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SF Supes Don't Approve Public Advocate Office For Whistleblower Complaints

SAN FRANCISCO (CBS SF) -- The Board of Supervisors on Tuesday voted on a handful of charter amendments to be placed on the San Francisco's November ballot, but ultimately shot down one measure that would've created a Public Advocate Office.

The public advocate measure, put forth by Supervisor Gordon Mar, sought to create a new elected office to investigate whistleblower complaints, allegations of corruption in city government, and how city departments interact with the public.

Mar introduced the measure in the wake of a major public corruption scandal that has resulted in federal charges for six people, including former Public Works Director Mohammed Nuru, in connection with a series of alleged money laundering schemes.

Ultimately, Mar's measure failed 7-4, with supervisors Catherine Stefani, Norman Yee, Sandra Lee Fewer, Rafael Mandelman, Aaron Peskin and Ahsha Safai voting against it.

Supervisors, however, passed four other measures to be placed on the November ballot.

Supervisor Matt Haney's measure to create a Department of Sanitation and Streets will go before voters after supervisors passed it 7-4, with Stefani, Mandelman, Fewer and Yee voting against it. The measure, which aims to increase street cleaning, would also create a Sanitation and Streets Commission to oversee the department and a Public Works Commission to oversee that department.

Supervisors unanimously passed a separate measure for the November ballot that would create a Sherriff Department Oversight Board and Inspector General position, introduced by Supervisor Shamann Walton. The oversight board would be tasked with advising and reporting findings and recommendations to the Sheriff's Department, which currently has no oversight body.

The measure would also create the Office of the Inspector General. The inspector would be appointed by the oversight board to investigate complaints of non-criminal misconduct of sheriff's department staff and contractors, as well as in-custody deaths.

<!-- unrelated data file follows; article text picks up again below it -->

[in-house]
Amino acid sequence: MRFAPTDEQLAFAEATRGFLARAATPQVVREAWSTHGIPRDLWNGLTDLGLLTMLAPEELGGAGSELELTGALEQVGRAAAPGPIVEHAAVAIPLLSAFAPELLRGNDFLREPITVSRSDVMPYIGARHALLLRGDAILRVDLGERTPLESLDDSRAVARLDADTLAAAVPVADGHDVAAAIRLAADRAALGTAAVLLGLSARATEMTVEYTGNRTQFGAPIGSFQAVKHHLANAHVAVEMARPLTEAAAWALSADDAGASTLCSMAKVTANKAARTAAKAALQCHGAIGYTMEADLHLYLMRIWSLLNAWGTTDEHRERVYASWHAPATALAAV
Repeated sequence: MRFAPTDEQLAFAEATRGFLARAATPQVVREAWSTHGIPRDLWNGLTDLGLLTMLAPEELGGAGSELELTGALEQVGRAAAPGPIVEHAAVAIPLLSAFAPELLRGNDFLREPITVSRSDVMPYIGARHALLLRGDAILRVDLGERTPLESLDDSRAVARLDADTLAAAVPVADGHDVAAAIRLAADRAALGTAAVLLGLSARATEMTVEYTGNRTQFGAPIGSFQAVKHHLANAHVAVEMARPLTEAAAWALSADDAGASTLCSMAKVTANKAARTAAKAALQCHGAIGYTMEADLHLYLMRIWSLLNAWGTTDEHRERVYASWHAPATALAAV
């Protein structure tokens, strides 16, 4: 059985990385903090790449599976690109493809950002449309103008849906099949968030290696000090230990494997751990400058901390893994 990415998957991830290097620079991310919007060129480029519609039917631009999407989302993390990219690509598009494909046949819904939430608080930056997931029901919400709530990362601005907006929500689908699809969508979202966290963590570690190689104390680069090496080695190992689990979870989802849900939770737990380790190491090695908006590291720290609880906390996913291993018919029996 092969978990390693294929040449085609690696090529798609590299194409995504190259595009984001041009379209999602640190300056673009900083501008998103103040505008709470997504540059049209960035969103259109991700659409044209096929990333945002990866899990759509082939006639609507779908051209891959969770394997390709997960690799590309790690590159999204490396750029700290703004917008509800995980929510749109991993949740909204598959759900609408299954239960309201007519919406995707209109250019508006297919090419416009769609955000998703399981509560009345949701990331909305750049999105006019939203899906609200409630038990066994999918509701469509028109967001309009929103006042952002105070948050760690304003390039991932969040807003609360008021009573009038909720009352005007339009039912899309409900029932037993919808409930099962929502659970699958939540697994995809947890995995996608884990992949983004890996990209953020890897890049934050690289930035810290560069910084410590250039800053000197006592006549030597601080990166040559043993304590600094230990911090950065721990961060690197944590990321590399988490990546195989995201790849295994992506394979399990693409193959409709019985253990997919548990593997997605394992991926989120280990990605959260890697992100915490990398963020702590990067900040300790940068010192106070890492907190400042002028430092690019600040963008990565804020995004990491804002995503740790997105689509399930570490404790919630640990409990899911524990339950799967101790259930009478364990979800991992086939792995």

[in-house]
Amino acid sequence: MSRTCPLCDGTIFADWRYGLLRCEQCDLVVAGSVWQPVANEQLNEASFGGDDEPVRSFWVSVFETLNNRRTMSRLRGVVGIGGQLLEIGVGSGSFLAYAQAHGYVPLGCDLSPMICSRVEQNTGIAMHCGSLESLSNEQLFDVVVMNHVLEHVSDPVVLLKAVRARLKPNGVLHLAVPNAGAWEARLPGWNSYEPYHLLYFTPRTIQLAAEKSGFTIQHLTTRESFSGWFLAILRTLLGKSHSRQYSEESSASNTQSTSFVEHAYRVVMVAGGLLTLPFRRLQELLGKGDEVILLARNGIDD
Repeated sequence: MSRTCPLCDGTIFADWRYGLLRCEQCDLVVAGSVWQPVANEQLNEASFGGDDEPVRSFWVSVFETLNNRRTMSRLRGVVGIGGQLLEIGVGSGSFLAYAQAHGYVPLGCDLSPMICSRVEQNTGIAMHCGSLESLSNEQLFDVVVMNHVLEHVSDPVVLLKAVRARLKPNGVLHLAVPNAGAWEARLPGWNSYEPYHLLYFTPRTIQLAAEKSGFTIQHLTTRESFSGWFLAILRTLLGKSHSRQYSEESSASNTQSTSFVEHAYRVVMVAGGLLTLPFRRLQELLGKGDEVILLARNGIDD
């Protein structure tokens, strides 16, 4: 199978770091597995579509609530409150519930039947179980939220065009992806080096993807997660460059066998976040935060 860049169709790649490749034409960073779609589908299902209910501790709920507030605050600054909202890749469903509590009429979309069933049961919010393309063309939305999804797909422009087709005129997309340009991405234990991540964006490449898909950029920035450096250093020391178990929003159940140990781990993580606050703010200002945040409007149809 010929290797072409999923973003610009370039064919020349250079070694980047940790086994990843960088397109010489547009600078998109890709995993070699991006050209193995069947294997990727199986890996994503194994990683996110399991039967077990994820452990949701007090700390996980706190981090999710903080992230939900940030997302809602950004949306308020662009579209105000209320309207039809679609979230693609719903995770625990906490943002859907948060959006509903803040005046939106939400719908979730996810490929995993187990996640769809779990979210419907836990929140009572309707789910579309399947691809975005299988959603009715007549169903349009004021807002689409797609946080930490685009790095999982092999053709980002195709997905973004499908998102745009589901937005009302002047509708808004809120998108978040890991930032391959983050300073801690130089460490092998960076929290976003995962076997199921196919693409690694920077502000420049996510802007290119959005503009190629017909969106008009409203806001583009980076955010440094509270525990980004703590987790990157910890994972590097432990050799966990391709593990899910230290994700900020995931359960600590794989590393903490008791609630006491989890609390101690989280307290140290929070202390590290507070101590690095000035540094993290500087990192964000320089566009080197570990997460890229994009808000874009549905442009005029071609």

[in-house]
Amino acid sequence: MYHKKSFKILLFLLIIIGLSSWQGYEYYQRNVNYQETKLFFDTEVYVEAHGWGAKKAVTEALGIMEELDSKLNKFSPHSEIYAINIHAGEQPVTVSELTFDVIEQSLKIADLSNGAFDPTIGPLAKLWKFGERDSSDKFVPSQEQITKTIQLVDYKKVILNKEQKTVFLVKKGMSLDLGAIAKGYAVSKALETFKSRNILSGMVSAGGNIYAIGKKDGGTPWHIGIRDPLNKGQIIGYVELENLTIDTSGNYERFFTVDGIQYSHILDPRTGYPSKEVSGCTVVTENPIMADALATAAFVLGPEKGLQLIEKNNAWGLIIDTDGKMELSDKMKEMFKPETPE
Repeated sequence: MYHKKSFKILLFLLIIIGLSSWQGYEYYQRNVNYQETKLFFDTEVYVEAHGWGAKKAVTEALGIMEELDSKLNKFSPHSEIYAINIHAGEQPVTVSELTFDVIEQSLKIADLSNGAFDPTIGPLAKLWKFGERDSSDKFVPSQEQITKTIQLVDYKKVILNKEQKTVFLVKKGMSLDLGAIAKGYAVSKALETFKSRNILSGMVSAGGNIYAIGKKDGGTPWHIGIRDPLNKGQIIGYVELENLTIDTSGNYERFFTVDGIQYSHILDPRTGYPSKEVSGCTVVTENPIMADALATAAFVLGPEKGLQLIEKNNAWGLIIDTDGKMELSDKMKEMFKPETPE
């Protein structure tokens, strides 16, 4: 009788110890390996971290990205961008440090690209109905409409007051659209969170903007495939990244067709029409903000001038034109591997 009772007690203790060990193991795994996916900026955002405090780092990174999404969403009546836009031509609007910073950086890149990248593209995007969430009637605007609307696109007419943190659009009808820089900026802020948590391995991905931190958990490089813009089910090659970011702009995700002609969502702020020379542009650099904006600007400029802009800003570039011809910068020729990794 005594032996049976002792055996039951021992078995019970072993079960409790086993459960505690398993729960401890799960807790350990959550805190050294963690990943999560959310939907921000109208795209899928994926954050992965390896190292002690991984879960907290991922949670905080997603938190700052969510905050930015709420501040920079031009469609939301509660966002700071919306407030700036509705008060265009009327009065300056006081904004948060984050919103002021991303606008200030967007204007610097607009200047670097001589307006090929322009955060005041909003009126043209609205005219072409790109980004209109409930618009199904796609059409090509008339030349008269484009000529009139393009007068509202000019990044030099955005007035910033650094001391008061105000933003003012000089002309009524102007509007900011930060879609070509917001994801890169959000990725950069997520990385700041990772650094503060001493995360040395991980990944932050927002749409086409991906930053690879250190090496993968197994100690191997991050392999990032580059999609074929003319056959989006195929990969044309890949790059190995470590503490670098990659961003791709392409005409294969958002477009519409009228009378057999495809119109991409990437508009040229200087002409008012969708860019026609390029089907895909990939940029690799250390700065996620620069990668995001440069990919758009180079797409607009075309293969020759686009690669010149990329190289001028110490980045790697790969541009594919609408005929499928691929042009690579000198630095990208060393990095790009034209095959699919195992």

Supervisors also unanimously passed another measure by Yee that would remove the police department's minimum staffing requirement of 1,971 officers and require police officials to report recommendations on staffing to the Police Commission every two years when approving the police budget.

Police Chief William Scott said during the meeting he supports the measure.

Supervisors also unanimously passed a Health and Recovery Bond for the November ballot. If passed by voters, the measure would help secure funding for park renovations, road repair, homelessness and mental health services.

According to Supervisor Dean Preston, funding from the bond would include $207 million for health and homelessness needs, $239 million for parks projects, including $25 million to renovate Japantown's Peace Plaza, $54 million to renovate Chinatown's Portsmouth Square, $30 million for the Gene Friend Recreation Center in the South of Market neighborhood, and $29 million for India Basin in the Bayview.

Additionally, the bond would secure $41.5 million for repaving streets.

Also during Tuesday's meeting, Mandelman and Walton jointly introduced the Health Airport Ordinance, which aims to raise healthcare standards for more than 9,000 San Francisco International Airport workers like food service and security personnel and janitors.

The ordinance would amend a 2001 Health Care Accountability Ordinance to require that SFO employers offer workers and their families insurance that meets minimum standards in accordance with the Affordable Care Act, at no cost to the employee and regardless of whether the employee is a San Francisco resident or not.

"For far too many airport workers, employer-provided health insurance is so expensive that even basic coverage is out of reach. For those who are covered by their employer-provided plan, the high prices of the copay and deductibles mean workers regularly forgo necessary or urgent medical visits because they can't afford to take on thousands of dollars in medical debt," Mandelman said. "And far too many of these frontline workers cannot afford family coverage, leaving spouses, kids and other family without insurance. This state of affairs is shameful, it is also dangerous for workers and passengers alike."

According to Mandelman, the measure is urgently needed as the workers continue to put themselves at risk amid COVID-19. As of July 20, at least 76 SFO workers have tested positive for the virus, he said.

© Copyright 2020 CBS Broadcasting Inc. and Bay City News Service. All Rights Reserved. This material may not be published, broadcast, rewritten or redistributed.

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